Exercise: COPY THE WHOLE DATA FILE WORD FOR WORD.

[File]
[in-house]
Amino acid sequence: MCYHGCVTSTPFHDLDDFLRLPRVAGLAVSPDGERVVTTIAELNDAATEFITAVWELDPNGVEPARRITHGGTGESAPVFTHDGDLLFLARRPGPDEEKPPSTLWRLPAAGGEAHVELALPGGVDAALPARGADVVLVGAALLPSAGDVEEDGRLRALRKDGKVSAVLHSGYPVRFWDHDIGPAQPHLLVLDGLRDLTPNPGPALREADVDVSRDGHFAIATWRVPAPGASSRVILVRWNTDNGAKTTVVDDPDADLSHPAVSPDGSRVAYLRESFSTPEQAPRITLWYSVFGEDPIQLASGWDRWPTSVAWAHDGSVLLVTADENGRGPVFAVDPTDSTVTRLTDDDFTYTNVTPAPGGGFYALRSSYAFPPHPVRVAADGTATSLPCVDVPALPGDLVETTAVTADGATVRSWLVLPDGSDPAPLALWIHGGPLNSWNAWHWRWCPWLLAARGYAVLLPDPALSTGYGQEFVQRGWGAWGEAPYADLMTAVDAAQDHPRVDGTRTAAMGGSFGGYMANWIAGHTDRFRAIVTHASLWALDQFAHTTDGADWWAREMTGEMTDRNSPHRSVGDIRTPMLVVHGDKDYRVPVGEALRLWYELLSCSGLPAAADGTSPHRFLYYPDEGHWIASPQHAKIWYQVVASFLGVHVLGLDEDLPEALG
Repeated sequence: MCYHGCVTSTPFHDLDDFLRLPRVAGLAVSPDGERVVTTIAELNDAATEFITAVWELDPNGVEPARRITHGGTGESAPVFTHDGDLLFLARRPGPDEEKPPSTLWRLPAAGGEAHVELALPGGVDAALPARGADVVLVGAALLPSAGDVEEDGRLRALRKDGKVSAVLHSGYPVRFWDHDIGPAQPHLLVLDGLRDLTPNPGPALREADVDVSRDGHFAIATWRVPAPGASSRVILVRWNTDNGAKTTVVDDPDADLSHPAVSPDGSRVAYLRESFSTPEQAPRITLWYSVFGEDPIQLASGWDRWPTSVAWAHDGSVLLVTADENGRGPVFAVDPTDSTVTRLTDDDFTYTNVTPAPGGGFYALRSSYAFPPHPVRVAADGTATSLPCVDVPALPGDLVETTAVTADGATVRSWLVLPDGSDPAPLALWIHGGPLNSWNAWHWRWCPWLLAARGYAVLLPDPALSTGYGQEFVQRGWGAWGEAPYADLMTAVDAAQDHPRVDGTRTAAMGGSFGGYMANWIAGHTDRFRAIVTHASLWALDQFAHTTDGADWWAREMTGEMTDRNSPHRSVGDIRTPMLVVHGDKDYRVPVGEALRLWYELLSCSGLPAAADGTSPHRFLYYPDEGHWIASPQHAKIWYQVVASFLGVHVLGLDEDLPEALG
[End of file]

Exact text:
[in-house]
Amino acid sequence: MCYHGCVTSTPFHDLDDFLRLPRVAGLAVSPDGERVVTTIAELNDAATEFITAVWELDPNGVEPARRITHGGTGESAPVFTHDGDLLFLARRPGPDEEKPPSTLWRLPAAGGEAHVELALPGGVDAALPARGADVVLVGAALLPSAGDVEEDGRLRALRKDGKVSAVLHSGYPVRFWDHDIGPAQPHLLVLDGLRDLTPNPGPALREADVDVSRDGHFAIATWRVPAPGASSRVILVRWNTDNGAKTTVVDDPDADLSHPAVSPDGSRVAYLRESFSTPEQAPRITLWYSVFGEDPIQLASGWDRWPTSVAWAHDGSVLLVTADENGRGPVFAVDPTDSTVTRLTDDDFTYTNVTPAPGGGFYALRSSYAFPPHPVRVAADGTATSLPCVDVPALPGDLVETTAVTADGATVRSWLVLPDGSDPAPLALWIHGGPLNSWNAWHWRWCPWLLAARGYAVLLPDPALSTGYGQEFVQRGWGAWGEAPYADLMTAVDAAQDHPRVDGTRTAAMGGSFGGYMANWIAGHTDRFRAIVTHASLWALDQFAHTTDGADWWAREMTGEMTDRNSPHRSVGDIRTPMLVVHGDKDYRVPVGEALRLWYELLSCSGLPAAADGTSPHRFLYYPDEGHWIASPQHAKIWYQVVASFLGVHVLGLDEDLPEALG
Repeated sequence: MCYHGCVTSTPFHDLDDFLRLPRVAGLAVSPDGERVVTTIAELNDAATEFITAVWELDPNGVEPARRITHGGTGESAPVFTHDGDLLFLARRPGPDEEKPPSTLWRLPAAGGEAHVELALPGGVDAALPARGADVVLVGAALLPSAGDVEEDGRLRALRKDGKVSAVLHSGYPVRFWDHDIGPAQPHLLVLDGLRDLTPNPGPALREADVDVSRDGHFAIATWRVPAPGASSRVILVRWNTDNGAKTTVVDDPDADLSHPAVSPDGSRVAYLRESFSTPEQAPRITLWYSVFGEDPIQLASGWDRWPTSVAWAHDGSVLLVTADENGRGPVFAVDPTDSTVTRLTDDDFTYTNVTPAPGGGFYALRSSYAFPPHPVRVAADGTATSLPCVDVPALPGDLVETTAVTADGATVRSWLVLPDGSDPAPLALWIHGGPLNSWNAWHWRWCPWLLAARGYAVLLPDPALSTGYGQEFVQRGWGAWGEAPYADLMTAVDAAQDHPRVDGTRTAAMGGSFGGYMANWIAGHTDRFRAIVTHASLWALDQFAHTTDGADWWAREMTGEMTDRNSPHRSVGDIRTPMLVVHGDKDYRVPVGEALRLWYELLSCSGLPAAADGTSPHRFLYYPDEGHWIASPQHAKIWYQVVASFLGVHVLGLDEDLPEALG